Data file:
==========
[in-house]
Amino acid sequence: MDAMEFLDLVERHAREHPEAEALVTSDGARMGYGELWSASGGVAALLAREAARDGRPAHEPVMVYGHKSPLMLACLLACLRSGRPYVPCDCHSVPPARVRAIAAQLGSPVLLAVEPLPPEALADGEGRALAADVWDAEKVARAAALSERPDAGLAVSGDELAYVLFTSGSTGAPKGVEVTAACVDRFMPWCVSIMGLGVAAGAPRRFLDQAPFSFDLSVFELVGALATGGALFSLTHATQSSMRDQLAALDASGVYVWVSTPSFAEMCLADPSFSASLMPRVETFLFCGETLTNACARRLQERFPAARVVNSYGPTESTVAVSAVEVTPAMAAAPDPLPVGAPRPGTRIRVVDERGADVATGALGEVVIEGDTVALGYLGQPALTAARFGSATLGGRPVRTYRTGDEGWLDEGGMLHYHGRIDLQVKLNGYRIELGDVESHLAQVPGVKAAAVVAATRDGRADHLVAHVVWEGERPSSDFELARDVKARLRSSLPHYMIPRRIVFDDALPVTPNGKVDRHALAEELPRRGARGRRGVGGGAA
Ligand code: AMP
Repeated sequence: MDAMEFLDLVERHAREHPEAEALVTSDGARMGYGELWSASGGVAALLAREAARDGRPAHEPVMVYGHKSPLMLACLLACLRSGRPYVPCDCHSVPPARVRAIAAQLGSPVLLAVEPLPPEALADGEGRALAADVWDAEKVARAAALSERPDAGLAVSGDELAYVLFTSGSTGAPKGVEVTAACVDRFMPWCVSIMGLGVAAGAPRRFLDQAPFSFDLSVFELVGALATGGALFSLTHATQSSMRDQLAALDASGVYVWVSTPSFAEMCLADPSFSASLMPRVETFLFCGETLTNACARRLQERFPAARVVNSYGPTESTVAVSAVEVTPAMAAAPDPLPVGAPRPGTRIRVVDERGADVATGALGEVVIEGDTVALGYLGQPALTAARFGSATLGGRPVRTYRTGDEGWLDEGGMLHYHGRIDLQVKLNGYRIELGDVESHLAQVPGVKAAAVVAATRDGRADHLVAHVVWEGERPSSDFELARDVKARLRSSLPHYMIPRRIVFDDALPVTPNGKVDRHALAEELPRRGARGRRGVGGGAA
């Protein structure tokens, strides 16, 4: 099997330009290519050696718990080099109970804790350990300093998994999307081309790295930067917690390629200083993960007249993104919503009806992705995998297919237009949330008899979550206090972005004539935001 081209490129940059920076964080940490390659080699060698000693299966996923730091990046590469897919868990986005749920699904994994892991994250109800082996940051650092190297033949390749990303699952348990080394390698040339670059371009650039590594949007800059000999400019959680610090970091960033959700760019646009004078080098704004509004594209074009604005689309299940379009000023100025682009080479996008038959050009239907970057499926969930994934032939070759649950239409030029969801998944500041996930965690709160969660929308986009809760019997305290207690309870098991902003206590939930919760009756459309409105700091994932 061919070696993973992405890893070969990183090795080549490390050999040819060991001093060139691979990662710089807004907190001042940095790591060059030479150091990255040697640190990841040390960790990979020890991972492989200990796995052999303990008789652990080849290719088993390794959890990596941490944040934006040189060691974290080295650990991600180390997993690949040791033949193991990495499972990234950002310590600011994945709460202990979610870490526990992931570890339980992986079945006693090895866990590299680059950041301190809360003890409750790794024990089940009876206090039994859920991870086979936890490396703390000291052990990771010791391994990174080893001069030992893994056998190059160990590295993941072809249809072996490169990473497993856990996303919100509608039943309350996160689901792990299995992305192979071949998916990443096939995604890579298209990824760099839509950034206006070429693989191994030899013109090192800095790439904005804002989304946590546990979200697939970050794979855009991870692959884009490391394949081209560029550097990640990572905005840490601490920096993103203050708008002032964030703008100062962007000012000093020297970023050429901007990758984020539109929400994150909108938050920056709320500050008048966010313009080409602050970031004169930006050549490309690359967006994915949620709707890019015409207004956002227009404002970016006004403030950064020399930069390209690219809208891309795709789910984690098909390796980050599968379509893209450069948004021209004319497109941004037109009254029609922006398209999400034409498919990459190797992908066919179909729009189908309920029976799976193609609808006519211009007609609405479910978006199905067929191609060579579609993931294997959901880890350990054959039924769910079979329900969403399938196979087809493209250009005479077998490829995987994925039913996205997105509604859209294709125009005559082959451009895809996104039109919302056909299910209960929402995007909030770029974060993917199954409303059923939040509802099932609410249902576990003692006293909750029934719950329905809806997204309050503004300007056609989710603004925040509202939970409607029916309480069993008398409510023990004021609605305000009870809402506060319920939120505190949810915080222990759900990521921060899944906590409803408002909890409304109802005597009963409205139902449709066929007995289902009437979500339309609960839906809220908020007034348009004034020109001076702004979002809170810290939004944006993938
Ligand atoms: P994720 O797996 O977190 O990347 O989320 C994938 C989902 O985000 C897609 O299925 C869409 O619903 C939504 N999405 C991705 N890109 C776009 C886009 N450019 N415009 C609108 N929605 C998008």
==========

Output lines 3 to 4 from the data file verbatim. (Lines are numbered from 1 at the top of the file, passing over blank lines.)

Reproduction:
Ligand code: AMP
Repeated sequence: MDAMEFLDLVERHAREHPEAEALVTSDGARMGYGELWSASGGVAALLAREAARDGRPAHEPVMVYGHKSPLMLACLLACLRSGRPYVPCDCHSVPPARVRAIAAQLGSPVLLAVEPLPPEALADGEGRALAADVWDAEKVARAAALSERPDAGLAVSGDELAYVLFTSGSTGAPKGVEVTAACVDRFMPWCVSIMGLGVAAGAPRRFLDQAPFSFDLSVFELVGALATGGALFSLTHATQSSMRDQLAALDASGVYVWVSTPSFAEMCLADPSFSASLMPRVETFLFCGETLTNACARRLQERFPAARVVNSYGPTESTVAVSAVEVTPAMAAAPDPLPVGAPRPGTRIRVVDERGADVATGALGEVVIEGDTVALGYLGQPALTAARFGSATLGGRPVRTYRTGDEGWLDEGGMLHYHGRIDLQVKLNGYRIELGDVESHLAQVPGVKAAAVVAATRDGRADHLVAHVVWEGERPSSDFELARDVKARLRSSLPHYMIPRRIVFDDALPVTPNGKVDRHALAEELPRRGARGRRGVGGGAA